Along the way to Husserl, I’ve been thinking back to transcendental idealism. It is a long retracing, a different place. During this pathway, I’ve been rediscovering Schopenhauer’s idealism. Some questions I have asked myself: How does Schopenhauer stand in relation to Husserl? Is Schopenhauer’s idealism, together with his critique of Kant, a neglected dimension of pre-Husserlian phenomenology? If so, what could Schopenhauer bring to an understanding of Husserl’s own critique of Kant in The Crisis of European Sciences? Some scattered notes follow.

“The world is my representation,” so marks the opening of Schopenhauer’s idealism. Schopenhauer goes on. All that is immediately given in this representation is consciousness itself, which “conditions” the world as it apprehends it (W2, p. 5). The conditioning is a twofold act, which occurs in relation to the materiality (qualitative) and formality (quantitative) of the object. Only consciousness has immediate access to the world, and in the absence of that world consciousness ceases to be. Thus the transcendental unity of the subject: “intellect and matter are correlatives” (p. 15). As transcendental, perception individuates appearances from undifferentiated matter. In contrast, realism, Schopenhauer argues, takes it for granted that the subject has direct access to the world, already formed. No object without a subject, and, more importantly, no subject without an object. Agreed. Indeed, in the second of the Manuscript Remains, Schopenhauer cites a lack of recognition of this fact as being Kant’s “fundamental mistake” (MR2, p. 462). And as Hume argued before Schopenhauer, the self is comprised from essentially discontinuous aspects, meaning that consciousness is an “accomplishment” in Husserl’s reading of Hume (Crisis, p. 90).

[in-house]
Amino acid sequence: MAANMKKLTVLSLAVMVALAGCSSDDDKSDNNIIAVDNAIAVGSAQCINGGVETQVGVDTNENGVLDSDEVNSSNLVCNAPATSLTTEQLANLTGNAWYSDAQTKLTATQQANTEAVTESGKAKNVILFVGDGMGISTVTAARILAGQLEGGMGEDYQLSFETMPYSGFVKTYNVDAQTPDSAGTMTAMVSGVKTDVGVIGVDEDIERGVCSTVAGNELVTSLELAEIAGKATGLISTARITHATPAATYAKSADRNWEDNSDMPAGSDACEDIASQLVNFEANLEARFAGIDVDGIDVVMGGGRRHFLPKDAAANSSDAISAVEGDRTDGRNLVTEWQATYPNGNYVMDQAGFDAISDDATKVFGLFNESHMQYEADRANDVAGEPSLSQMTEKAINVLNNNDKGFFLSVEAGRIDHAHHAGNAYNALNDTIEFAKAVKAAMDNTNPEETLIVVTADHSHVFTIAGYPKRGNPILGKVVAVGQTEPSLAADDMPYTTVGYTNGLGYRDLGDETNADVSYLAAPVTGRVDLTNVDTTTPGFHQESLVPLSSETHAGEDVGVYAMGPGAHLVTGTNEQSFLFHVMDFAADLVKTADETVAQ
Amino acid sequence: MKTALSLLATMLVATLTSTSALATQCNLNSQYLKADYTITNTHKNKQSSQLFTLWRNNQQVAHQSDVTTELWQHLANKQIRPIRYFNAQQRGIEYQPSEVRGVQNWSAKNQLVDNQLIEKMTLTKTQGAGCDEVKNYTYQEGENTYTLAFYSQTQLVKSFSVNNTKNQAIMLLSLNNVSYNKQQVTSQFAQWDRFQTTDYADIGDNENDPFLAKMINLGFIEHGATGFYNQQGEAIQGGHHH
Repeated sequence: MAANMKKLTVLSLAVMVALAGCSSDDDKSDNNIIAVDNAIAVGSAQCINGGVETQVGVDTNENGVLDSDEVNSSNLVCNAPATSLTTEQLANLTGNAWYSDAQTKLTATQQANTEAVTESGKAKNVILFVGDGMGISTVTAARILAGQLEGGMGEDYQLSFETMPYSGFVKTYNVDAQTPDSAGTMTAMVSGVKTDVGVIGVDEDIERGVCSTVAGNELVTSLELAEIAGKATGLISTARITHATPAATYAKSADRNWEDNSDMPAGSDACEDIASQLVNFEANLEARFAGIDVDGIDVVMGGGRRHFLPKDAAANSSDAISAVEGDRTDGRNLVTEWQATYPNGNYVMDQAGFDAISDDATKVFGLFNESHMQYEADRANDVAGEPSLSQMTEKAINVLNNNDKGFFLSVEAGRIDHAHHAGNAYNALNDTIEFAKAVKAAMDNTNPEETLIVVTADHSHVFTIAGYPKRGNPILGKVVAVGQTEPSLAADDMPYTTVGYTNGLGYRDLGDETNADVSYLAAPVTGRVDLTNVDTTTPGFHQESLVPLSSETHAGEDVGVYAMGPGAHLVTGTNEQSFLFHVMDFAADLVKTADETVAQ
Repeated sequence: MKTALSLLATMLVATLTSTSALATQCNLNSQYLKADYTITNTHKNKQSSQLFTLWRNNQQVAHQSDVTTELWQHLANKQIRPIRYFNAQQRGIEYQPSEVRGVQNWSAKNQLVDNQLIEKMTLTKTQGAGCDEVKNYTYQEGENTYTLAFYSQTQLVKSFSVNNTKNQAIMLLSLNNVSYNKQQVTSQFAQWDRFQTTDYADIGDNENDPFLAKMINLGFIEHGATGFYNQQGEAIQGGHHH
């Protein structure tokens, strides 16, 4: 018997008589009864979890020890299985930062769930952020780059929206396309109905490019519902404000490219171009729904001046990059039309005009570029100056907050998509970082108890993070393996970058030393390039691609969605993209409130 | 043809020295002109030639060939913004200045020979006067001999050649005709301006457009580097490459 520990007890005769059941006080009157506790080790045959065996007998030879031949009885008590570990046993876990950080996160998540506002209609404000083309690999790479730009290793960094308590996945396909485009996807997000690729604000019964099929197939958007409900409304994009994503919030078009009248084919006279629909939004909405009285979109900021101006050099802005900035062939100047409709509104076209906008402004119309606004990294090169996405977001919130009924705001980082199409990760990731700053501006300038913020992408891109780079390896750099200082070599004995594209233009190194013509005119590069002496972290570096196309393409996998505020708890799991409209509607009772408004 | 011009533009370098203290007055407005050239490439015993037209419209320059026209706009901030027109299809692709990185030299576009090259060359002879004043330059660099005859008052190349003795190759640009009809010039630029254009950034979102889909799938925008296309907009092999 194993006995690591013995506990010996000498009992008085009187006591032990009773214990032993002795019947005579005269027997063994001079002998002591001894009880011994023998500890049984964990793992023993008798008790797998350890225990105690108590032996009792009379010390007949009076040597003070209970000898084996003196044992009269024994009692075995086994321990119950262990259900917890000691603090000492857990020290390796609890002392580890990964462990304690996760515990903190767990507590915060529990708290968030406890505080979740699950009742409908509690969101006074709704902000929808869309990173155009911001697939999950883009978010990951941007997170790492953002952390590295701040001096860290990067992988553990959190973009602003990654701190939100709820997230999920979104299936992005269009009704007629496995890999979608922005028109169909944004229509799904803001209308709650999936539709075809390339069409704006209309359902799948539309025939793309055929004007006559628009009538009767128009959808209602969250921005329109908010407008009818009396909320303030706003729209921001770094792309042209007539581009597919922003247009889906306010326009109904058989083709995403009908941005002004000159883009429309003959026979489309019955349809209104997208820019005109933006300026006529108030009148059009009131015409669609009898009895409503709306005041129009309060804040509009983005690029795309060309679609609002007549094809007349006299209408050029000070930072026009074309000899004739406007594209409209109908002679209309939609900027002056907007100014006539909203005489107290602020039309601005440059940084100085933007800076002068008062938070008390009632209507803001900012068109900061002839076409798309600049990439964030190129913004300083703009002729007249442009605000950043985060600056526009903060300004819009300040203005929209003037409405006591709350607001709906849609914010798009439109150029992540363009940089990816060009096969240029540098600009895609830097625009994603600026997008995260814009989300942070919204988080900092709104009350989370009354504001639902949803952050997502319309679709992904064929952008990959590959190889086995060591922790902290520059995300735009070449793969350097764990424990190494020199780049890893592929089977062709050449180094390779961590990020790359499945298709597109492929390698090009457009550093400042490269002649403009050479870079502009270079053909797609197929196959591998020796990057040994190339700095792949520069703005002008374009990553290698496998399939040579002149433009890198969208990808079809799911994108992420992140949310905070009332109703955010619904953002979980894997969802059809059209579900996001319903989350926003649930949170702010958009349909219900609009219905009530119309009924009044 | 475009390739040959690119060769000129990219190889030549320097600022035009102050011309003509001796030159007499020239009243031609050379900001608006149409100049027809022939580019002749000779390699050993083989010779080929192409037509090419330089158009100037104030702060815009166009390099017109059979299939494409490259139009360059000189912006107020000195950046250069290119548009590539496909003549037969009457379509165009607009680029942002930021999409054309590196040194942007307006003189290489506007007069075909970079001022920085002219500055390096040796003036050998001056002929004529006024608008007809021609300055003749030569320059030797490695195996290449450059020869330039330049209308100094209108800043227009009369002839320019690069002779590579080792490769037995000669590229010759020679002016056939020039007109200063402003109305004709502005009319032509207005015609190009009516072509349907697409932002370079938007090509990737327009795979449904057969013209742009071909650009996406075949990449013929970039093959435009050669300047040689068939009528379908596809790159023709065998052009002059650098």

Given the mediation of the intellect between object and appearances, Schopenhauer will now make a distinction between intuitive and abstract representations. Concerning the latter, “on earth,” Schopenhauer writes, “these are the property of man alone” (W1, p. 6). Intuitive representation, meanwhile, takes in the conditions of the possibility of experience: space and time, of which I don’t have time to discuss at present. Suffice to say, that the main “action” of Schopenhauer’s account of the principle of sufficient reason is the giving-form of succession and individuation, and that in light of this giving-form, Schopenhauer’s metaphysical epistemology gains its clearest articulation through the phenomenology of aesthetic experience, whereby the giving-form is suspended. In the meantime, however, phenomenal appearances merely approximate an image of the world beyond appearances.